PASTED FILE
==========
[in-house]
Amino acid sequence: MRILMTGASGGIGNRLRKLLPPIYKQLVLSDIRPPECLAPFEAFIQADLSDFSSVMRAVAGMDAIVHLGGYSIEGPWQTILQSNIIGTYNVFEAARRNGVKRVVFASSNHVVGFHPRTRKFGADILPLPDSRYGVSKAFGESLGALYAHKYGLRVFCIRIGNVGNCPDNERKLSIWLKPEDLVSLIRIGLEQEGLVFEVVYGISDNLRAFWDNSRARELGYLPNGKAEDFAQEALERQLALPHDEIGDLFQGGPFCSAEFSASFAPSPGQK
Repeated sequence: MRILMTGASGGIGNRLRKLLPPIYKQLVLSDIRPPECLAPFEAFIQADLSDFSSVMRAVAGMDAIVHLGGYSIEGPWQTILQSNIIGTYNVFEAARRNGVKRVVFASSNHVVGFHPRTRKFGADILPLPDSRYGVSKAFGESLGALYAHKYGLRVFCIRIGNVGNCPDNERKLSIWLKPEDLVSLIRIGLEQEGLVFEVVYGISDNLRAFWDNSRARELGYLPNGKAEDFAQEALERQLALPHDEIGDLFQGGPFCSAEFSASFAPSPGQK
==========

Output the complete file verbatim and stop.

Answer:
[in-house]
Amino acid sequence: MRILMTGASGGIGNRLRKLLPPIYKQLVLSDIRPPECLAPFEAFIQADLSDFSSVMRAVAGMDAIVHLGGYSIEGPWQTILQSNIIGTYNVFEAARRNGVKRVVFASSNHVVGFHPRTRKFGADILPLPDSRYGVSKAFGESLGALYAHKYGLRVFCIRIGNVGNCPDNERKLSIWLKPEDLVSLIRIGLEQEGLVFEVVYGISDNLRAFWDNSRARELGYLPNGKAEDFAQEALERQLALPHDEIGDLFQGGPFCSAEFSASFAPSPGQK
Repeated sequence: MRILMTGASGGIGNRLRKLLPPIYKQLVLSDIRPPECLAPFEAFIQADLSDFSSVMRAVAGMDAIVHLGGYSIEGPWQTILQSNIIGTYNVFEAARRNGVKRVVFASSNHVVGFHPRTRKFGADILPLPDSRYGVSKAFGESLGALYAHKYGLRVFCIRIGNVGNCPDNERKLSIWLKPEDLVSLIRIGLEQEGLVFEVVYGISDNLRAFWDNSRARELGYLPNGKAEDFAQEALERQLALPHDEIGDLFQGGPFCSAEFSASFAPSPGQK